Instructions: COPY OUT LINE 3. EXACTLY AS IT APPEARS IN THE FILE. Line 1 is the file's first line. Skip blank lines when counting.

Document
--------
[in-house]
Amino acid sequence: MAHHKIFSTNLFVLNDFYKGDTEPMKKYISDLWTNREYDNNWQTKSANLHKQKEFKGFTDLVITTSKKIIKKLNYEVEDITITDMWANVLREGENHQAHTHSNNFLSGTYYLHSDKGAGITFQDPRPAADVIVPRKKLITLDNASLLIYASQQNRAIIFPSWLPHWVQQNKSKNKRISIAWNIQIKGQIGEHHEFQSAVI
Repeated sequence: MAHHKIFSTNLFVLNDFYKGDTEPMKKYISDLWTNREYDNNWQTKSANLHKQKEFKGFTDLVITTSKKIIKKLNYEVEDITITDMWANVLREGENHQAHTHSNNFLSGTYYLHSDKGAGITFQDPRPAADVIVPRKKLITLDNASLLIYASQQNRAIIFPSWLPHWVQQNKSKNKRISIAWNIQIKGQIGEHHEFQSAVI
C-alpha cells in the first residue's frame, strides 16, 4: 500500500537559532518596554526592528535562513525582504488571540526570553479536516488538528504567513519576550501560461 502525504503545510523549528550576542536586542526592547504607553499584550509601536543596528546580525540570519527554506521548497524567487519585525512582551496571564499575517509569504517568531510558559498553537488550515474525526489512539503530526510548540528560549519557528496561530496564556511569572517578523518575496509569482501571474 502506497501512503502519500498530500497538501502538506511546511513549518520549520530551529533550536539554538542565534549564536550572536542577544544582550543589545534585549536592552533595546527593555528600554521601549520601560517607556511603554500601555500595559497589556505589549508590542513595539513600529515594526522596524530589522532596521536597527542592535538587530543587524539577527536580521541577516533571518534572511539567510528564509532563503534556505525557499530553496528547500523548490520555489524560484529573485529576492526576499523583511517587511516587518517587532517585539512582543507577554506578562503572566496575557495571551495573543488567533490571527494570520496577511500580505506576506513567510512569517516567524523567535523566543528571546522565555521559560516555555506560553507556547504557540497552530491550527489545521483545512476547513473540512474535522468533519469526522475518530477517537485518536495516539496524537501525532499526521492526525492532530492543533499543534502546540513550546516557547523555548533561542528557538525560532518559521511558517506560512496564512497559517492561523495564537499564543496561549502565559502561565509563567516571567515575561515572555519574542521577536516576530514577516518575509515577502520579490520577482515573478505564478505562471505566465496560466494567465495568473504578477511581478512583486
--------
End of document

Repeated sequence: MAHHKIFSTNLFVLNDFYKGDTEPMKKYISDLWTNREYDNNWQTKSANLHKQKEFKGFTDLVITTSKKIIKKLNYEVEDITITDMWANVLREGENHQAHTHSNNFLSGTYYLHSDKGAGITFQDPRPAADVIVPRKKLITLDNASLLIYASQQNRAIIFPSWLPHWVQQNKSKNKRISIAWNIQIKGQIGEHHEFQSAVI